Kamonte Carter's father doubles as his defensive coordinator, a position that may make some high school athletes feel uncomfortable. But not the Gaithersburg, Md., defensive end. He thrives off it.
Aaron Carter played at Eastern Carolina, meaning he's already gone through the recruiting process and can offer his defensive end son both on-field and off-field advice about how to handle charging defenders and college coaches alike.
"Last year, I always liked how Penn State, even with the whole sanctions and everything, how everybody stayed together and tried to stay at Penn State," Kamonte Carter said when asked what sprung interest for the trip. "I always liked the ‘We Are … Penn State,' and I just like everything about Penn State.
"I like their defensive line, and how their defense and offense has a little swagger. I think my dad likes it, too. So last year, when they showed interest, we decided we definitely got to get to Penn State."
Gaithersburg is 6-0 mid-way through its regular season, and the 6-foot-4, 220-pound end has been right in the thick of it, reporting he has a trio of sacks and more 20 tackles.
Penn State has yet to offer a scholarship, but that didn't change his experienced amid a near capacity crowd of 107,884. He believes one may be coming soon, but isn't paying it too much mind. After all, recruiting will still be there in January. A chance to win a state title, however, will not, which is why Kamonte Carter said he is focusing the majority of his attention on his current high school campaign.
Saturday, he allowed that focus to alter, if just for a night. The end spent a brief moment speaking with Lions' defensive line coach Larry Johnson before kickoff, continuing an open line of communication that has been present with Johnson since his sophomore season.
"It showed a lot of interest and just made me feel more welcome to Penn State," Kamonte Carter said of the chat with Johnson. "I felt like I was a standout person, and it made me feel awesome.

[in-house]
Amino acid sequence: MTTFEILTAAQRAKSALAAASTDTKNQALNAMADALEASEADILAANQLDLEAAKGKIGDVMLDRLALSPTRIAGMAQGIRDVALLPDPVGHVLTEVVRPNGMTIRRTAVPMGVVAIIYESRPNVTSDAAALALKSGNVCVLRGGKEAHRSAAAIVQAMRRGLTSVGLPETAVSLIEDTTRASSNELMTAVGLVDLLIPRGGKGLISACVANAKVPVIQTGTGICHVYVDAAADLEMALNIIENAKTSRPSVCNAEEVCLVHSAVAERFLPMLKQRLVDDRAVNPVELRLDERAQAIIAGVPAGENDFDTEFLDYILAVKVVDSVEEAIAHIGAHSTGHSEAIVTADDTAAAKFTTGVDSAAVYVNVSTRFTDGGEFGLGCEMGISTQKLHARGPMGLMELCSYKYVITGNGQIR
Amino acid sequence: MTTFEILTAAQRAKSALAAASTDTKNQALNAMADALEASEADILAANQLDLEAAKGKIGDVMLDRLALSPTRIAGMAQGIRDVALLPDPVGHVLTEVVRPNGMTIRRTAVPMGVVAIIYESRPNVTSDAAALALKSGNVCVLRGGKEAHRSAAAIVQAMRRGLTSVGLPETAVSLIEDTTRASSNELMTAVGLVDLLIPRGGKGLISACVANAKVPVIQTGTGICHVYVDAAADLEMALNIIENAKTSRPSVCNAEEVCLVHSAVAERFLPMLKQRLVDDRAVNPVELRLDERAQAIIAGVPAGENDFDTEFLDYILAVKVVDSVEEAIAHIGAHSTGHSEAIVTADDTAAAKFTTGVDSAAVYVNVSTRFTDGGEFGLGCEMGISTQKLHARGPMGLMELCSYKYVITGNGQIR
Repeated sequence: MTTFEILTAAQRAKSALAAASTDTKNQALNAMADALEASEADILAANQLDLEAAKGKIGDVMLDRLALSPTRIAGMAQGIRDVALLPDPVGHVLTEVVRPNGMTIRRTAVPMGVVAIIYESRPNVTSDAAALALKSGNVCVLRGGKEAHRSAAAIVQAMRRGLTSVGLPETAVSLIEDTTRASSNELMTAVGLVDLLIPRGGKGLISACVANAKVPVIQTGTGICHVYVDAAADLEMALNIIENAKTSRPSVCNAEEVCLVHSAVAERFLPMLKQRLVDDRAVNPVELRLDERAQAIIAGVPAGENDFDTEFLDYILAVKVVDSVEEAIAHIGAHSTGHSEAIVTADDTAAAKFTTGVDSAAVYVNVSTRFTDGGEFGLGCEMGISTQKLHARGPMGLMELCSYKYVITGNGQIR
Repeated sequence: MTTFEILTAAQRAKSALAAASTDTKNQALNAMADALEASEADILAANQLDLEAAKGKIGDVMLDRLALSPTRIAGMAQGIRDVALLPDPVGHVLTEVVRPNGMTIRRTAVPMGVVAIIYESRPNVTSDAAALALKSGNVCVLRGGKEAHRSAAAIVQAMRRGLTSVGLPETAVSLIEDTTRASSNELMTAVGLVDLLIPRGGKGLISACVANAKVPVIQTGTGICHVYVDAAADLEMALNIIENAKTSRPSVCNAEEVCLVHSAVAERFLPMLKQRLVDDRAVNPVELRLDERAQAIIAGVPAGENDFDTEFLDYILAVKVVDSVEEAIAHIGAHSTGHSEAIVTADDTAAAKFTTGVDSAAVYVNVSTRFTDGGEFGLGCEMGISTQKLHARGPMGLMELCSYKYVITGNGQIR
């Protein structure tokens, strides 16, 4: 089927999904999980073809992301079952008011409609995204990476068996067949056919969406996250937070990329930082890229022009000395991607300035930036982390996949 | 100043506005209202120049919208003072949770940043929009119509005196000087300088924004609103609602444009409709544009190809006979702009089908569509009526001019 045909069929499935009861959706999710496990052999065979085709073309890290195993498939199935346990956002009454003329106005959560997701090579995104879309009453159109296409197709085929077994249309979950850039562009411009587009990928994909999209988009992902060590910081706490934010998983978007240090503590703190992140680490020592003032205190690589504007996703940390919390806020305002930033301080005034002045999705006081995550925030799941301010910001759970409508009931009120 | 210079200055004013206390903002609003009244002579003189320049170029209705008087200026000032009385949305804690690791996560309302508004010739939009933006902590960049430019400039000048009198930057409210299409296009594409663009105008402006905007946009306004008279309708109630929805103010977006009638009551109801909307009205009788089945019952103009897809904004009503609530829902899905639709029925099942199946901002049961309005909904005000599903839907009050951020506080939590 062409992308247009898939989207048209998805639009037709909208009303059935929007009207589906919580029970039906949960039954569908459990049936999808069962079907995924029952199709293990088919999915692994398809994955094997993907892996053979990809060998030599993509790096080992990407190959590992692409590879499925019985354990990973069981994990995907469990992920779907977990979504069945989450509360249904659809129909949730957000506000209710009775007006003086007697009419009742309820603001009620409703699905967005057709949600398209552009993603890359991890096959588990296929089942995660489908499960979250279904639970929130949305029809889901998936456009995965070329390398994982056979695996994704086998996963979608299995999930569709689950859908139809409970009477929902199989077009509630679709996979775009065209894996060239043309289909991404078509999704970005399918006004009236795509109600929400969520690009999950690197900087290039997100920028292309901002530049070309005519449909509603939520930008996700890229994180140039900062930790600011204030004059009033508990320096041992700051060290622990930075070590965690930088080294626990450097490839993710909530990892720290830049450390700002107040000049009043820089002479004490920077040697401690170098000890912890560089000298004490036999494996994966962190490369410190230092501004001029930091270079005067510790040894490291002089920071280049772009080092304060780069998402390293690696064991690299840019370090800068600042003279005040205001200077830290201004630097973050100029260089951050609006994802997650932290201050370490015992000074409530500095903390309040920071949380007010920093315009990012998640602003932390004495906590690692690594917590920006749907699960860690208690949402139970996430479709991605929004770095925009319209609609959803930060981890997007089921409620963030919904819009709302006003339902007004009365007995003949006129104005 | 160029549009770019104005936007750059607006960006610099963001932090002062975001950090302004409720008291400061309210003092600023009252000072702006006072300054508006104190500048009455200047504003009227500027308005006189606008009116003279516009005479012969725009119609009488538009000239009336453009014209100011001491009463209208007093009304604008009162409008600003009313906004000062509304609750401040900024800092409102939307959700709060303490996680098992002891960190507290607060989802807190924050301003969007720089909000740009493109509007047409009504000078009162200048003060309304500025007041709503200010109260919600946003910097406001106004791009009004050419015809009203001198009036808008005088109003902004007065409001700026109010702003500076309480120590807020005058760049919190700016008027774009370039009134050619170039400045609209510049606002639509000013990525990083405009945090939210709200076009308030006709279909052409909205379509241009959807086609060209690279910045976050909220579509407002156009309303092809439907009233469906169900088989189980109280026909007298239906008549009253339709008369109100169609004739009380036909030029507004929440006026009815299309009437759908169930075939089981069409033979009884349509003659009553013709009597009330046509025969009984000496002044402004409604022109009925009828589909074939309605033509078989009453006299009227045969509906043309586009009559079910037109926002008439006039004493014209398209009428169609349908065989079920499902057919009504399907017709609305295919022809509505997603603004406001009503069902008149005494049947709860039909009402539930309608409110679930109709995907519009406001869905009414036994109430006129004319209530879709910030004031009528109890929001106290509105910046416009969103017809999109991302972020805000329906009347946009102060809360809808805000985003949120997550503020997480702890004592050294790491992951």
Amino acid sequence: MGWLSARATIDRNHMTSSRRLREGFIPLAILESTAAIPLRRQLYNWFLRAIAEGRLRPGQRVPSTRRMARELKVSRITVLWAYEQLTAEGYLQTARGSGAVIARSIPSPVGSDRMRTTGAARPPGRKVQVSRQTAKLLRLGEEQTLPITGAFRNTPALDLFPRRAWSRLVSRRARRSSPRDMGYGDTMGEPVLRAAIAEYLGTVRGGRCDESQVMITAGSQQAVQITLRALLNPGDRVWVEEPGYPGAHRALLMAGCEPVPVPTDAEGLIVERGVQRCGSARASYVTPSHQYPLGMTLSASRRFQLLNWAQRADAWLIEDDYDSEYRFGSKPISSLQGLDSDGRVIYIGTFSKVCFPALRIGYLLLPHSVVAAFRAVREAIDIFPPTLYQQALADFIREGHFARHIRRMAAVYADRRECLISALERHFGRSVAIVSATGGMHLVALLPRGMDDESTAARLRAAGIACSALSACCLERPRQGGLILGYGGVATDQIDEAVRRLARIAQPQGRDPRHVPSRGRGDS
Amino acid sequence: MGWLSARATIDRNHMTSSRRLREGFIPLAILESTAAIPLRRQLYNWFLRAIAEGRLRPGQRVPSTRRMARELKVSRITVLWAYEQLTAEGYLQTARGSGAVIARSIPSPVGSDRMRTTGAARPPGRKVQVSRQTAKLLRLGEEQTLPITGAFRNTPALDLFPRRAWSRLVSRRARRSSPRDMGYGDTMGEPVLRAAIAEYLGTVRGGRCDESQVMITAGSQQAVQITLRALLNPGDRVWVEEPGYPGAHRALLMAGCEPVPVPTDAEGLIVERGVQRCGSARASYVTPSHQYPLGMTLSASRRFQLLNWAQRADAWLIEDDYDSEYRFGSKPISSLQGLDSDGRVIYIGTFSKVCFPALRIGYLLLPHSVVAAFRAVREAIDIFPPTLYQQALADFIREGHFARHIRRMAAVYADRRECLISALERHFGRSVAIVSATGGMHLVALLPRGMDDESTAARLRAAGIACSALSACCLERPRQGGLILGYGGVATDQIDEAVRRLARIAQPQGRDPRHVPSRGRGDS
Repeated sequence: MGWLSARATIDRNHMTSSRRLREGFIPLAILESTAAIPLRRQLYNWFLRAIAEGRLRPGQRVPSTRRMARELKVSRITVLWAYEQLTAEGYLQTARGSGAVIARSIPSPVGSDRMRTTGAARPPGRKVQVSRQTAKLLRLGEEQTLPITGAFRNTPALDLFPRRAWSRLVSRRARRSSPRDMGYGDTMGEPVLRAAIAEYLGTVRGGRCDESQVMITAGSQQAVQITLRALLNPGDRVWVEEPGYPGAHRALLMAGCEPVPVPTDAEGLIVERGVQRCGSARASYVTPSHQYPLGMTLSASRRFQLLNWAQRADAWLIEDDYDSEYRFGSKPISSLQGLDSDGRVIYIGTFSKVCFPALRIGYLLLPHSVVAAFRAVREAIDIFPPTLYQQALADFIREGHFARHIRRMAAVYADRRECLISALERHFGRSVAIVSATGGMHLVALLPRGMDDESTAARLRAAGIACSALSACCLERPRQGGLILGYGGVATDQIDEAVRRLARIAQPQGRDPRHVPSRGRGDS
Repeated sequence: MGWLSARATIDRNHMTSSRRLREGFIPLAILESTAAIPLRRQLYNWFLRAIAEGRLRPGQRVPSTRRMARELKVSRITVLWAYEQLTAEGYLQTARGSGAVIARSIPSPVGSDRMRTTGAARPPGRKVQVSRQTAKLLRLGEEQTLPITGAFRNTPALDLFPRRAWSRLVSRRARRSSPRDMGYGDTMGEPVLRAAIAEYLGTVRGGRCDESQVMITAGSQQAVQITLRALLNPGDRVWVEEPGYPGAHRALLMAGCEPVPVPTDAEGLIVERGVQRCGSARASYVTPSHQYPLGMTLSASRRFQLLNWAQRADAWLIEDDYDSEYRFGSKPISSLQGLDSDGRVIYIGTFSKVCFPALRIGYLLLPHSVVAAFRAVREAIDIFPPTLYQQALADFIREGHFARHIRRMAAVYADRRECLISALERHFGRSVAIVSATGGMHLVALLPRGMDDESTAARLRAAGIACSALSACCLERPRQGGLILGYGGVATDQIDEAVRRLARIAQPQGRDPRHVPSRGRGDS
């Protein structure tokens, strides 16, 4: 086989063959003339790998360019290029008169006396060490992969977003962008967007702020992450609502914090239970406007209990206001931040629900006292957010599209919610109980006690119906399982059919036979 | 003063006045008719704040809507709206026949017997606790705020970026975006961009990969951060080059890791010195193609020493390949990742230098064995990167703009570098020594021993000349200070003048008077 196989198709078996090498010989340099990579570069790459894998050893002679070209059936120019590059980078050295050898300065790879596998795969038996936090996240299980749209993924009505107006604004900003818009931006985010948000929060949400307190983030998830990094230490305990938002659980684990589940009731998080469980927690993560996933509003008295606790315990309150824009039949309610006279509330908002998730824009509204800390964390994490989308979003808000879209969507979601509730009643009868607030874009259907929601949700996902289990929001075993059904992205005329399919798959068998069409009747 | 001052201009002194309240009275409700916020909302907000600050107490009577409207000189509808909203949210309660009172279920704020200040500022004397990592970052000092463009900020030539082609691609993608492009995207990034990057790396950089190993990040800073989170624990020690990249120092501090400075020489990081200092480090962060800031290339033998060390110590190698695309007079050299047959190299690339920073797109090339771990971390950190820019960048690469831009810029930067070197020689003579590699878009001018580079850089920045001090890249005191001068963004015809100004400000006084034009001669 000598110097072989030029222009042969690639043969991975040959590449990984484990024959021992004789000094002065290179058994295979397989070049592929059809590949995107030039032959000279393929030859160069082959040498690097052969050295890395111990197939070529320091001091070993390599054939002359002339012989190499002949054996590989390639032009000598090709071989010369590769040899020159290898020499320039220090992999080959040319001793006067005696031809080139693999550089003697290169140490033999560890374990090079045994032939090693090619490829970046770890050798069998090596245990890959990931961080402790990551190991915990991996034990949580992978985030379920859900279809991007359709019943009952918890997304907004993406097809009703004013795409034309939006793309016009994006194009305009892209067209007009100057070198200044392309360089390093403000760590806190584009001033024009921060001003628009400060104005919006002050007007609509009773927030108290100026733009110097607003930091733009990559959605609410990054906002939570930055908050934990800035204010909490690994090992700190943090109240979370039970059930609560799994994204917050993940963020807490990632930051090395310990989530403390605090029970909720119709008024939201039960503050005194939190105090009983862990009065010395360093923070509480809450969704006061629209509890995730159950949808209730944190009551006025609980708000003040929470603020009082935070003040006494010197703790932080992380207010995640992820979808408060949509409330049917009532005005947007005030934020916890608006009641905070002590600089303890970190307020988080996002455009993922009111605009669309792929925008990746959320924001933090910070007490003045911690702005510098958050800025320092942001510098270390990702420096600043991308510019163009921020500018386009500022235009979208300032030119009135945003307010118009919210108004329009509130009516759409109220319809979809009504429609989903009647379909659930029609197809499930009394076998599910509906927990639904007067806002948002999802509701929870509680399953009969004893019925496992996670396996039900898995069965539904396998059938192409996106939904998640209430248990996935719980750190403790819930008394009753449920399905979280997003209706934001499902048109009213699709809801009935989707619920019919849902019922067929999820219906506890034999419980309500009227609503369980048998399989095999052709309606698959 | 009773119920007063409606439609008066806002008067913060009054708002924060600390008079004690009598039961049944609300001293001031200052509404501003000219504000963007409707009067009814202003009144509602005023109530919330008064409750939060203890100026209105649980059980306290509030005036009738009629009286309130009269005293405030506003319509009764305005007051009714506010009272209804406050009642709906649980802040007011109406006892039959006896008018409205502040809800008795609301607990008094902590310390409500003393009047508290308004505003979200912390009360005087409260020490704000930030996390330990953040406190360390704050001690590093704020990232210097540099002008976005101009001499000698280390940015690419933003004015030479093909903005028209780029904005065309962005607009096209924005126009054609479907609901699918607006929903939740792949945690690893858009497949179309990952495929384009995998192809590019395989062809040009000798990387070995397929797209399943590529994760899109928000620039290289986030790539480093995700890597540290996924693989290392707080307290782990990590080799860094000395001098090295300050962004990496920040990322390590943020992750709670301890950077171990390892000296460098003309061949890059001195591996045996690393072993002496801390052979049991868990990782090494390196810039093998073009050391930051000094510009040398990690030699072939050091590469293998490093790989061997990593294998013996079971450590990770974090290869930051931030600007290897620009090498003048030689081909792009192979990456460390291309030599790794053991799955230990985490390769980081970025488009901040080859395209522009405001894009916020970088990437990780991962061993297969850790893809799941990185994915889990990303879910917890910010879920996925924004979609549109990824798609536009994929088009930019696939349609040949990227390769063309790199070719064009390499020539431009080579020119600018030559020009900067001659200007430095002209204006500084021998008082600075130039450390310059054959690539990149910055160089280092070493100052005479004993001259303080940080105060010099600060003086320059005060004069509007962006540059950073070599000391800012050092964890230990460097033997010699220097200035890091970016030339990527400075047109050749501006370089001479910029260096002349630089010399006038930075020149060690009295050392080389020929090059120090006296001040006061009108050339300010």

"I feel like it's coming," he continued when asked about an offer. "Whenever I can get up there, I will, and I try to talk to them whenever I can. I think they have a pretty close relationship with my coaching staff, because one of our former defensive ends played at Penn State."
That's Sean Stanley, the former Nittany Lion native to Gaithersburg who is now a student assistant at PSU. The two know each other personally, but when it comes to Penn State, Stanley usually holds those conversations with Aaron Carter, who passes them along to his son.
Both experienced what Stanley had the opportunity to over his time at Penn State. Many things stood out, Kamonte Carter said, and when asked to pick one thing that stood out the most, he simply couldn't. There was too much.
He noted the effect a crowd can have on a game, reflecting on how a sea of fans chanting for a stop can cause a player to dig deeper than he even thought was possible. He had never seen, or heard, anything quite like what he heard inside a raucous Beaver Stadium.
"I was pretty much shocked, and my mind was blown," Kamonte Carter said. "My dad played in college and played at many different levels, and he said that's probably the best game that he's ever seen. It was just amazing. I've never seen such excitement.
"Honestly, it was great seeing how all the fans get into it, seeing the alumni, and everything at Penn State," he continued. "It really alters how other teams play. You can tell it would be really cool to have that much support while you're playing."
Maryland, Rutgers, Nebraska, Michigan State, East Carolina, Temple, North Carolina State and Pittsburgh have already extended offers to the early Scout four-star, but as of now, he has no other visits planned.
That all goes back to his desire to win a state title this fall. The 2013 campaign has offered quite the turnaround from a year ago, when the Trojans finished 3-7. One never knows when a chance to travel deep into the playoffs may present itself again, and Kamonte Carter doesn't wish to distract himself from this opportunity.
He does a bit of everything for Gaithersburg. He plays down in its 4-3 package, and drops back to outside linebacker when it shifts to a 3-4 front. His ability to do so, he says, rests on the help of his father.
"I think I've pretty much improved all together. I mean as far as leadership, making plays and everything, I've improved," Kamonte Carter said. "It helps a lot when you live with your coach. He helps a lot, and we watch a lot of film."